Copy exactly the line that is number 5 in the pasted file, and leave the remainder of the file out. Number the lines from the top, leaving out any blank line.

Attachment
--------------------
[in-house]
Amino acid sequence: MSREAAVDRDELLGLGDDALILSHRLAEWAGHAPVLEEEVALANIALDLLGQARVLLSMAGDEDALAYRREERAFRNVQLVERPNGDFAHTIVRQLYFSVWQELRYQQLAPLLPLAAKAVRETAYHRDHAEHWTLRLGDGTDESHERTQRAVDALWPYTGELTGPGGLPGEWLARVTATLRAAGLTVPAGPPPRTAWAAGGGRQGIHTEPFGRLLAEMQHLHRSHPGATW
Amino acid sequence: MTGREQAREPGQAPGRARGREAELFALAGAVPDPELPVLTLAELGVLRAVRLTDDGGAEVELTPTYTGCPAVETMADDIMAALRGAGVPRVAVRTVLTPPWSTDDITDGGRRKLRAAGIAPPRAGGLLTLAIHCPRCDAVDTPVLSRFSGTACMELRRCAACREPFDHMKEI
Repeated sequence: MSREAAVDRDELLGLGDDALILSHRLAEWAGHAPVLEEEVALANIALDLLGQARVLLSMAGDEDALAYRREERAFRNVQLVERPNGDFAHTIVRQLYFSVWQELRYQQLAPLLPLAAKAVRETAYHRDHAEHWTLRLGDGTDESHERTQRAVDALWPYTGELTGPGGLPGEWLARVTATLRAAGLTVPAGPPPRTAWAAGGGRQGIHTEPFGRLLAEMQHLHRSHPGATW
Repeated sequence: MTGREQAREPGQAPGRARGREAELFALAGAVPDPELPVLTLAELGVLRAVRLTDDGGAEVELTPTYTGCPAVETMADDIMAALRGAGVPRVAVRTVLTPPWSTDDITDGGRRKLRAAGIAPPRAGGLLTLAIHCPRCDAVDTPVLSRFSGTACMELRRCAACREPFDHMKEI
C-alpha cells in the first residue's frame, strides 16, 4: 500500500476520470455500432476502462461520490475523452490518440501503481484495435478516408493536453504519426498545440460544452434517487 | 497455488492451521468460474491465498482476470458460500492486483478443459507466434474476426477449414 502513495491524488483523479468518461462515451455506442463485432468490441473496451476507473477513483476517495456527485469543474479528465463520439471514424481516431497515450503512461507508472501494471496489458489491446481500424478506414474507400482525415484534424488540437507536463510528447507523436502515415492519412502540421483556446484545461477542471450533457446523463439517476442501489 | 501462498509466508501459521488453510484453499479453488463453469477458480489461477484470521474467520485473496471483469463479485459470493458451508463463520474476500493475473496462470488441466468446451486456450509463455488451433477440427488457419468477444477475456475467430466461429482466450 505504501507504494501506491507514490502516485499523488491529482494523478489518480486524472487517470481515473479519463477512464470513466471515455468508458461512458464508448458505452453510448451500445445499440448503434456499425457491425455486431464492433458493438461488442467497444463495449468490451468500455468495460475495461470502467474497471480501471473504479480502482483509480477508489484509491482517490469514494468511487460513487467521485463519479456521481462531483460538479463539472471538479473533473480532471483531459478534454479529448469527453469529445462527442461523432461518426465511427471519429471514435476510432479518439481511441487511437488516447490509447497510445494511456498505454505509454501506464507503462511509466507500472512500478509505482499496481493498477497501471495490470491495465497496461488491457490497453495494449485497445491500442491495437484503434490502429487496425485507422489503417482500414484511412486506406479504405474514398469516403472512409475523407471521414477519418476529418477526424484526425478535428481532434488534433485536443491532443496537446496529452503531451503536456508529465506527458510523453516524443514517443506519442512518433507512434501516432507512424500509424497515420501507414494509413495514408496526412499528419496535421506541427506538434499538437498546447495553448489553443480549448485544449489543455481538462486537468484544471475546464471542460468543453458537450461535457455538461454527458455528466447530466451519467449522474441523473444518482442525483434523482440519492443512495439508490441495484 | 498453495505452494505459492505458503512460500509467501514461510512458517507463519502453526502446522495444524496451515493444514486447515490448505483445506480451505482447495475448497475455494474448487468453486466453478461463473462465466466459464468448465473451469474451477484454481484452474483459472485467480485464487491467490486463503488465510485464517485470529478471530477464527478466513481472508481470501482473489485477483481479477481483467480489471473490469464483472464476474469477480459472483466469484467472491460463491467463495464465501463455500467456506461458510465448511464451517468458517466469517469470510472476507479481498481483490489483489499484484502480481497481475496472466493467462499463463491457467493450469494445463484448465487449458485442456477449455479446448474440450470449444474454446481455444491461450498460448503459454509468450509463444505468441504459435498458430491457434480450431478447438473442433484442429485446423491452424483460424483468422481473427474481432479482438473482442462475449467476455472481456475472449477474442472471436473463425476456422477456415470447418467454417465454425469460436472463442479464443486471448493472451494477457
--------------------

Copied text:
Repeated sequence: MTGREQAREPGQAPGRARGREAELFALAGAVPDPELPVLTLAELGVLRAVRLTDDGGAEVELTPTYTGCPAVETMADDIMAALRGAGVPRVAVRTVLTPPWSTDDITDGGRRKLRAAGIAPPRAGGLLTLAIHCPRCDAVDTPVLSRFSGTACMELRRCAACREPFDHMKEI